I should be at the gym right now. But instead I’m in front of the computer complaining about not being at the gym. I should have been there yesterday as well. But I wasn’t.
On Sunday, Nashville experienced some snow…about one or two inches of accumulation. Not the stuff folks in Buffalo experience, but it was significant to us Southerners who are not as accustomed to the white stuff.
My 4:30 drive to the gym takes me on back roads that are not well-lit. I’m pretty afraid of driving on ice in the dark, and the hubs would rather not get a call from me at an early hour were I to slide into a ditch. So with hub’s encouragement, I’ve skipped working out for two days. And I hate it.
Last night I had a phone consult with Lynn, my friend and exercise mentor. She’s skipping her workouts for the same reasons I am. Only she’s not stressed about it. She reminded me that the rest will do me good (I now know what it feels like to get eight hours of sleep). But my warped mind has convinced me that taking two days off will result in a gymormous weight gain. Intellectually, I know this isn’t true, but these thoughts are remnants of distorted thinking and they are a signal to me that I still have things to work on “between my ears.” No one ever regained 83 pounds by skipping two workouts.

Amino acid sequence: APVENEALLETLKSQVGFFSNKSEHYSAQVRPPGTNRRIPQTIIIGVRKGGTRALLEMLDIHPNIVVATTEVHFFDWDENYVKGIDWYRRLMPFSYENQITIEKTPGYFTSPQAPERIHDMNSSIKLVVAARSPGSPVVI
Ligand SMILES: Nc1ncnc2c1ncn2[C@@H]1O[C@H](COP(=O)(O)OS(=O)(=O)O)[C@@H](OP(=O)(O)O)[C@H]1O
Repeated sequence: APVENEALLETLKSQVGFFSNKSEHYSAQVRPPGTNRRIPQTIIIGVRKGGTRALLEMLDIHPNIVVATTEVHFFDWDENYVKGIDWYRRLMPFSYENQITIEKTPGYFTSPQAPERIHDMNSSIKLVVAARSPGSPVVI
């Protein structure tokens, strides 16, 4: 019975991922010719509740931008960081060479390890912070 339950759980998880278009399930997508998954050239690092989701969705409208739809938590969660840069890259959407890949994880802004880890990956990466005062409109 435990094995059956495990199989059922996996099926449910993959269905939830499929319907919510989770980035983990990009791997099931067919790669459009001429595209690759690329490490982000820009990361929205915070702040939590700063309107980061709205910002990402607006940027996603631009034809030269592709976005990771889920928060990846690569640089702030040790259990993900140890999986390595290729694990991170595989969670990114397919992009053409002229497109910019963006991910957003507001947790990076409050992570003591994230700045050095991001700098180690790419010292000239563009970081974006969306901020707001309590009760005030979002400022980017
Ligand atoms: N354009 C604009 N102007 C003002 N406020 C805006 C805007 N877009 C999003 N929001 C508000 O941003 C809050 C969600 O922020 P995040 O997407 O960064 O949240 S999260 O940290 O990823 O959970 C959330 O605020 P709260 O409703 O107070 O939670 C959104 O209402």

So now I see I must reframe my thinking about working out…or better yet…why I work out. Here’s what I’ve come up with so far:
- I work out because I choose to participate in endurance events…and those events require adherance to a training plan
- I work out because doing so is a natural stress-releaver
- I work out because doing so has helped me lower my blood pressure to a normal range
- I work out because weight-lifting helps women of a certain age prevent bone loss
- I work out because being in shape feels better than being out of shape
- I work out because exercise is the Fountain of Youth. I want to live a long, healthy life…not just a long life.
Those are my “sane” reasons for working out. What are yours?